Brenda Peluso, director of public policy for the Maine Association of Nonprofits, said the ruling could affect many of Maine’s roughly 5,000 nonprofits.

“A lot of nonprofits in this day and age are being called to act more like businesses,” she said. “They do that by doing multi-purpose uses (of their facilities), like Hebron. It’s quite a benefit to the community.”

Peluso said association members are reporting that “some towns are more aggressive than others” in determining whether a nonprofit should pay taxes. Some towns, for example, have created “pretty intense” application forms that nonprofits must fill out to get or maintain tax-exempt status locally.


Peluso said it would hurt communities if nonprofits couldn’t offer their facilities for outside use.

“They give property tax exemptions for a reason. We provide a public service. And charging a tax on one public service to provide another public service is just eating from the same pie,” she said.

If the court rules against Hebron Academy, the school will have to stop renting its facilities to outside groups, said Head of School John King after the hearing.

“As a nonprofit, we struggle every year,” he said. “It doesn’t make any sense to continue (to allow outside use of facilities) if it’s going to put our tax-exempt status in jeopardy.”

He said the revenue is roughly equal to what the school would pay in taxes, so renting wouldn’t make sense. The school earned about $686,000 over the last six years for all facility rentals, he said.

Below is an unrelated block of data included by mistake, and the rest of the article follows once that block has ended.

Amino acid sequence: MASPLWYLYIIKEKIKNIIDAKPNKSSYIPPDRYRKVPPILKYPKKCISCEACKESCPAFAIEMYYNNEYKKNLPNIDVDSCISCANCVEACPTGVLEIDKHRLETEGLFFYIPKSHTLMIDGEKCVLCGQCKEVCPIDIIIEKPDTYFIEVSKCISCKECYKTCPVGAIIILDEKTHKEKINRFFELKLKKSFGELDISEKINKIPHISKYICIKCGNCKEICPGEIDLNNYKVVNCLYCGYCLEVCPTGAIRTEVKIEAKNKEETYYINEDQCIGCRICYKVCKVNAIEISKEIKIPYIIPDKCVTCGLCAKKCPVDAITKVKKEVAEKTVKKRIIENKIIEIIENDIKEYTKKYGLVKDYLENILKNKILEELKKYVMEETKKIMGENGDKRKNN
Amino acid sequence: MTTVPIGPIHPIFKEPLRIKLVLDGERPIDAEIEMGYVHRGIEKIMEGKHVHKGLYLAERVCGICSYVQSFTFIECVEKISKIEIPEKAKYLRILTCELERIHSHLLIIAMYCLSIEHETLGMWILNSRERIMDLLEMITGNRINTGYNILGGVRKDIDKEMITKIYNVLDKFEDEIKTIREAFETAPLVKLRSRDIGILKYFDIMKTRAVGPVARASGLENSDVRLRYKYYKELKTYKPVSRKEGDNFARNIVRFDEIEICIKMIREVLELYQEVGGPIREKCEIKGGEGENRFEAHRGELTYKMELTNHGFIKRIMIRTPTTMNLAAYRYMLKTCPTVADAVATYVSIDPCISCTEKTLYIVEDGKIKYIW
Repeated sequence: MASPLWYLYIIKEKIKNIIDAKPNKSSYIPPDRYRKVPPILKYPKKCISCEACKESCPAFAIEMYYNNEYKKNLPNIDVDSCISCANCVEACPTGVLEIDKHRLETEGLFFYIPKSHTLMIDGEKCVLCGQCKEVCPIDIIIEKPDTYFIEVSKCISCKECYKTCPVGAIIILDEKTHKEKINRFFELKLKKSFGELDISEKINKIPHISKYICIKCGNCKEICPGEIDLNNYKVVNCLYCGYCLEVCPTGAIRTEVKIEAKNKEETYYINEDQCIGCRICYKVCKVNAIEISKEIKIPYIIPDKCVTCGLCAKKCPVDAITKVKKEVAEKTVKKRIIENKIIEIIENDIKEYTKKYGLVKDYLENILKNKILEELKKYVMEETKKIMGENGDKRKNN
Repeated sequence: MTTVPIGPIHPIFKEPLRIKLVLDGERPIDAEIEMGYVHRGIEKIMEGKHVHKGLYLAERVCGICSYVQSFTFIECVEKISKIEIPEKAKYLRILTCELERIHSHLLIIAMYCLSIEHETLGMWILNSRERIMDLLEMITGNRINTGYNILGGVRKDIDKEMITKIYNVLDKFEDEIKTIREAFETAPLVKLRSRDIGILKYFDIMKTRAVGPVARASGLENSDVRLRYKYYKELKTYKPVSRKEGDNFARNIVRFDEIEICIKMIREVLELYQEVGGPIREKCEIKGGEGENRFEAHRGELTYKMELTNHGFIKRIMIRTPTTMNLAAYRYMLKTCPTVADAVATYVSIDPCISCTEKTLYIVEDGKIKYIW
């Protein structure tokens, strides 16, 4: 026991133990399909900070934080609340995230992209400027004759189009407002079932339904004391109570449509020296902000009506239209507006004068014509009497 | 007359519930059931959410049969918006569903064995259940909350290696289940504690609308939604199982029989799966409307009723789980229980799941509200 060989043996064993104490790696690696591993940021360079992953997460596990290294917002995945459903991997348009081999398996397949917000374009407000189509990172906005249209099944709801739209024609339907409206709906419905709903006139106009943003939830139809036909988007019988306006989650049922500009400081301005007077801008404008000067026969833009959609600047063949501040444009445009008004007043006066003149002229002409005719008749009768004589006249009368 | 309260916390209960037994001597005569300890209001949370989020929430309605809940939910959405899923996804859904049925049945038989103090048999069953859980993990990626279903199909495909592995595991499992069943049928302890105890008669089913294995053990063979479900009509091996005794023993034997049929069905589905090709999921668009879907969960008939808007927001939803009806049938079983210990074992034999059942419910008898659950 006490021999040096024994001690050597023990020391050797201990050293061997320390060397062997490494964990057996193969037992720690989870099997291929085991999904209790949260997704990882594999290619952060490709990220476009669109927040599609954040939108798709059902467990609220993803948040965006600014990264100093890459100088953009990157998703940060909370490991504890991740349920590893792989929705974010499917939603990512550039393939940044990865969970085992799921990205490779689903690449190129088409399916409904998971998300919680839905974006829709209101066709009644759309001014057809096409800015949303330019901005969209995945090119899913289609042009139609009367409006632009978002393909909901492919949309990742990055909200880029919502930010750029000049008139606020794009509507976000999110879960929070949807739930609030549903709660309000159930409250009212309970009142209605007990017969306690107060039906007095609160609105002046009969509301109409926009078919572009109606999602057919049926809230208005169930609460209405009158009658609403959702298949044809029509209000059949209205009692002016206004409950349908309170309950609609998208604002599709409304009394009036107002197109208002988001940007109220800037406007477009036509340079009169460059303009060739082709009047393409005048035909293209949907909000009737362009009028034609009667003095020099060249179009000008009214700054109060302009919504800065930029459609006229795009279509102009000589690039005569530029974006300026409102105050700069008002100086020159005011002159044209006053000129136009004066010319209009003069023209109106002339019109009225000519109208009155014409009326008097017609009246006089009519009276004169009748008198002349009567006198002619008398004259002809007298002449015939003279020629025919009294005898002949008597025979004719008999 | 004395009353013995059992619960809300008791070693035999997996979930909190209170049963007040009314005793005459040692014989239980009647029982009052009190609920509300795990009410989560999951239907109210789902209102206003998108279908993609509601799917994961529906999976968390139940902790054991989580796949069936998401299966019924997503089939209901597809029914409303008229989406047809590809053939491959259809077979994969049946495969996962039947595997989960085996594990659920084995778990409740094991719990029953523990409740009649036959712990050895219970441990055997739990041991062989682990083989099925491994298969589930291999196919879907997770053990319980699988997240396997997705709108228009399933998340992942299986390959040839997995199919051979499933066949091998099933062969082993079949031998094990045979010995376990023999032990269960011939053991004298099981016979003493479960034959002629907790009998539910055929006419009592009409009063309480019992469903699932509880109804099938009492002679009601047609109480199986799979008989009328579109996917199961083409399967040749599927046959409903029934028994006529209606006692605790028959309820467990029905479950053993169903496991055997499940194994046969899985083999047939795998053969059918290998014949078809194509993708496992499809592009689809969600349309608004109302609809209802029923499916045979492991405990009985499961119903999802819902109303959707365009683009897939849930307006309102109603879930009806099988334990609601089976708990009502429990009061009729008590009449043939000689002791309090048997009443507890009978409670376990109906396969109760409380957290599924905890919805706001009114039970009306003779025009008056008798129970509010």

This is not the first time Maine courts have been asked to decide whether a municipality can collect taxes from a school, Dench said.


In the 1980s, Waterville unsuccessfully sought to tax a Colby College fraternity, arguing that it didn’t serve an academic function.

Dench said the Hebron Academy case is different because the school markets its facilities and collects fees.

The town’s attorney and Selectman Daniel Eichorn, who were at the court hearing, said they are simply asking for taxation as the law allows. They declined to speculate on what it might mean for other nonprofits in Maine if the town wins the case.

Eichorn said after the hearing that the town’s interest is only in collecting what is due. “As a small town, any dollars help.”


Staff Writer Noel K. Gallagher can be contacted at 791-6387 or at: